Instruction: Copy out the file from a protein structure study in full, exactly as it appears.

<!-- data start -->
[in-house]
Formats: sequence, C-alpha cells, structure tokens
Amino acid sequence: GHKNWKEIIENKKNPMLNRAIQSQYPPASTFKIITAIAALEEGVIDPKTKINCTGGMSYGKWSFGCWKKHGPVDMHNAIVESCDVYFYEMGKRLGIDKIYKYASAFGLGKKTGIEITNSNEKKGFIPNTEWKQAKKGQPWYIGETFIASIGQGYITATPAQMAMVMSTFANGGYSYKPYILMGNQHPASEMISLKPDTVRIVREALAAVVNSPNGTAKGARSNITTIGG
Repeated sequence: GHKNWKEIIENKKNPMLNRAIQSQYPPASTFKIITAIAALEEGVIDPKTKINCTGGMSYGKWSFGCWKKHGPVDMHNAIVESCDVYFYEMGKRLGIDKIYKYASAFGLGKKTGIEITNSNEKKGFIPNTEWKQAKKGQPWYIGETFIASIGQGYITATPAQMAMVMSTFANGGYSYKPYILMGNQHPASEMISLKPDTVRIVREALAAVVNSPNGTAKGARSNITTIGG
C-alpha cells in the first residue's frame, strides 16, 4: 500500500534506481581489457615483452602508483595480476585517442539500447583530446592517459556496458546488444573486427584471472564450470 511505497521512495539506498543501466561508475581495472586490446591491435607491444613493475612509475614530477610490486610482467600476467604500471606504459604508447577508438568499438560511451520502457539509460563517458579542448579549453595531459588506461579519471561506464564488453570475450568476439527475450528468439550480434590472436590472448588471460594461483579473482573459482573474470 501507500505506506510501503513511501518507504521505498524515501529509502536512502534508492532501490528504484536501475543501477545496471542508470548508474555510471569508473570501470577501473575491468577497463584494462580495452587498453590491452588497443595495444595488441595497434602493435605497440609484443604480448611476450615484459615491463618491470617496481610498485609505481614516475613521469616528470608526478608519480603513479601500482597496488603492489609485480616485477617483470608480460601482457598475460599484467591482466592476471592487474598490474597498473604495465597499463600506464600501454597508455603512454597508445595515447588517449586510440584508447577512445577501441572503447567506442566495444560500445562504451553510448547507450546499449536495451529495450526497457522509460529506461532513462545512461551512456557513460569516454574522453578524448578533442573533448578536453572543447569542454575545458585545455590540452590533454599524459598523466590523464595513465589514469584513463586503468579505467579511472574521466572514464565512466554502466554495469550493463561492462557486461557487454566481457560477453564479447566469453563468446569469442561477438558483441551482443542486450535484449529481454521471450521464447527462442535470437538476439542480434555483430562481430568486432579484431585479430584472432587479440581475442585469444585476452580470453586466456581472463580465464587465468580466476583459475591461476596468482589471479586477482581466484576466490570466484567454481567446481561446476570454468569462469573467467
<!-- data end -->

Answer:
[in-house]
Formats: sequence, C-alpha cells, structure tokens
Amino acid sequence: GHKNWKEIIENKKNPMLNRAIQSQYPPASTFKIITAIAALEEGVIDPKTKINCTGGMSYGKWSFGCWKKHGPVDMHNAIVESCDVYFYEMGKRLGIDKIYKYASAFGLGKKTGIEITNSNEKKGFIPNTEWKQAKKGQPWYIGETFIASIGQGYITATPAQMAMVMSTFANGGYSYKPYILMGNQHPASEMISLKPDTVRIVREALAAVVNSPNGTAKGARSNITTIGG
Repeated sequence: GHKNWKEIIENKKNPMLNRAIQSQYPPASTFKIITAIAALEEGVIDPKTKINCTGGMSYGKWSFGCWKKHGPVDMHNAIVESCDVYFYEMGKRLGIDKIYKYASAFGLGKKTGIEITNSNEKKGFIPNTEWKQAKKGQPWYIGETFIASIGQGYITATPAQMAMVMSTFANGGYSYKPYILMGNQHPASEMISLKPDTVRIVREALAAVVNSPNGTAKGARSNITTIGG
C-alpha cells in the first residue's frame, strides 16, 4: 500500500534506481581489457615483452602508483595480476585517442539500447583530446592517459556496458546488444573486427584471472564450470 511505497521512495539506498543501466561508475581495472586490446591491435607491444613493475612509475614530477610490486610482467600476467604500471606504459604508447577508438568499438560511451520502457539509460563517458579542448579549453595531459588506461579519471561506464564488453570475450568476439527475450528468439550480434590472436590472448588471460594461483579473482573459482573474470 501507500505506506510501503513511501518507504521505498524515501529509502536512502534508492532501490528504484536501475543501477545496471542508470548508474555510471569508473570501470577501473575491468577497463584494462580495452587498453590491452588497443595495444595488441595497434602493435605497440609484443604480448611476450615484459615491463618491470617496481610498485609505481614516475613521469616528470608526478608519480603513479601500482597496488603492489609485480616485477617483470608480460601482457598475460599484467591482466592476471592487474598490474597498473604495465597499463600506464600501454597508455603512454597508445595515447588517449586510440584508447577512445577501441572503447567506442566495444560500445562504451553510448547507450546499449536495451529495450526497457522509460529506461532513462545512461551512456557513460569516454574522453578524448578533442573533448578536453572543447569542454575545458585545455590540452590533454599524459598523466590523464595513465589514469584513463586503468579505467579511472574521466572514464565512466554502466554495469550493463561492462557486461557487454566481457560477453564479447566469453563468446569469442561477438558483441551482443542486450535484449529481454521471450521464447527462442535470437538476439542480434555483430562481430568486432579484431585479430584472432587479440581475442585469444585476452580470453586466456581472463580465464587465468580466476583459475591461476596468482589471479586477482581466484576466490570466484567454481567446481561446476570454468569462469573467467